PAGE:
Permanent Consultant, Bertie Siggers, interviews two experienced virtual assistants about their tips, in order to help personal assistants with the transition to working remotely. They cover: Their favourite technology Staying motivated and productive while working from home Their remote workspace Structuring their day Learning opportunities Creating boundaries Improving communication with their principals The benefits and
Are you considering the transition to a virtual assistant position? With added flexibility and the opportunity to work from home, it’s an attractive career path for many experienced PAs and EAs. However, as with any new role, there are job-specific challenges that you may not have encountered in your previous positions. Understanding and acknowledging these can go a long way in ensuring professional success.
It can get a little lonely
While working at home means you can pop that load of washing on, or let a repairs person in, it also means you’re at risk of feeling isolated as you miss out on the camaraderie of an office. If you are normally a social person, this could feel a bit lonely and drive you to distraction. To counteract this, surround yourself with people at a local café, or head to a library or co-working space. Even the presence of people can help to drive productivity and reduce distractions.
Less regular income
While there is opportunity to work full-time as a VA for just one client, most jobs we see at Tiger Virtual are on a part-time, project or temporary basis. This means you’re less likely to have a regular stream of income and may need to look at taking on multiple projects. You’ll need to rely on your time management skills to juggle different clients and their workloads, as well as consciously think about business development, ensuring that your pipeline of work is always full. Signing up with a virtual jobs agency like Tiger Virtual is just one way to do this, as it ensures you will be contacted when relevant roles come in.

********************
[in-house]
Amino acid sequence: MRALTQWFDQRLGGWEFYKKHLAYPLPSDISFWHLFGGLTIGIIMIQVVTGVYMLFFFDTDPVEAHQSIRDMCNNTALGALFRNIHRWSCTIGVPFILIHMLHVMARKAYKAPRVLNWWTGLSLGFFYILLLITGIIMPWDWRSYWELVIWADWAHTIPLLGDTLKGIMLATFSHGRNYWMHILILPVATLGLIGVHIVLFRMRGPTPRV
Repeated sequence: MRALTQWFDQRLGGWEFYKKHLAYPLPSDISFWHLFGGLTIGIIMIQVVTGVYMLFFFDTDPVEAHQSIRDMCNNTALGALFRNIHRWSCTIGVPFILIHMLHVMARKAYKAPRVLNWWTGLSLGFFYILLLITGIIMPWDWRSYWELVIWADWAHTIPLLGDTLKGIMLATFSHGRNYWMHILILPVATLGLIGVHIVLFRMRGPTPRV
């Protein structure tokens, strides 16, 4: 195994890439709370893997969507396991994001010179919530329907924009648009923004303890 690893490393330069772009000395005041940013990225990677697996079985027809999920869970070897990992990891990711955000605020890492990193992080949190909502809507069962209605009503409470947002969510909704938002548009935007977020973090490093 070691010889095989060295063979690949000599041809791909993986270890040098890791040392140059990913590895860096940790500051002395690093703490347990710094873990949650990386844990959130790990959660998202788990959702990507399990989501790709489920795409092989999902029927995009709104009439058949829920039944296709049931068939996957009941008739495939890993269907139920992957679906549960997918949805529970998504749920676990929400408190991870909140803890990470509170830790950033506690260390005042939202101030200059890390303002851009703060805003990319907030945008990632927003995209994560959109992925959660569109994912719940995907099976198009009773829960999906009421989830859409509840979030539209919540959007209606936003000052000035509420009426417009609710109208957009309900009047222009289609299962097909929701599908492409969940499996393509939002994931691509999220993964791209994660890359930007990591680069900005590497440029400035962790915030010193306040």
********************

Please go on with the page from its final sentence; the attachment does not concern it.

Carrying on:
Unlike traditional PAs who commonly have a daily 1:1 with their bosses, VAs have to work extra hard to ensure strong communication is maintained. With most contact taking place over virtual platforms such as email, messaging and phone, it’s essential to make sure you’re as clear as possible in all dealings. Consider your questions before asking them, ensuring that they are well-structured, targeted and will generate the answers you need.
You also need to establish what the best form of communication is and how frequently you need to communicate with your client – this way, you are both on the same page and can work more efficiently.
With no HR department, virtual assistants need to look after their own administration, including chasing leads and fielding enquiries; generating, sending and following up invoices; managing expenses and maintaining their marketing efforts. This is on top of business development, cutting into the time you can actually spend working. VAs must therefore use their exceptional time management and organisational skills to make these processes as efficient as possible. In some cases, it may be worthwhile investing in accounting software to streamline these procedures.
With no office to travel to and no set hours, establishing and maintaining the line between your professional and personal lives can be more difficult as a VA. While many PA jobs do not subscribe to the normal working hours, working as a VA requires a self-implemented structure, allowing you to truly relax outside working hours. To ensure you can actually turn off, set the standard early on with your client, establishing when and how you will be available. While some extenuating circumstances may see you broach these times, having a structure in place will make things much easier for both parties.
Some of your clients may be very high profile, or work on very sensitive documents. Therefore, data security is of the highest priority. Wherever possible, best practice is to remotely login into their databases, using a secure username and password. If this isn’t offered, take the time to discuss how you will send and receive information with your client. You can also ask your client if they have data, security and privacy policies and if you need to sign a copy – these documents will provide an overview of their expectations and clarify any operational procedures you may need to follow.
Should you lose your phone or laptop, you must report this to the company straight away, as well as take all steps to ensure that no-one else can access the information, such as wiping the data remotely.
Finally, GDPR legislation also applies to virtual assistants, meaning you are responsible for the safe storage and justification of any data you hold, including your clients’ names, emails and old documents. If you have been a VA for a lengthy amount of time and you haven’t done so already, take the time to review the documents saved on your computer – are there old files from old clients that you no longer need? Are they saved anywhere else, like an old hard drive? If you are just starting up as a VA, taking precautions like this from the outset can save you lots of time and hassle down the line.
A virtual PA job can be a great option for those looking for flexibility and a new challenge. However, before embarking on this career path, it is worth considering both the benefits and challenges and establishing if the positives outweigh the negatives.
Tiger Virtual can help you find a VA job. Get in touch today!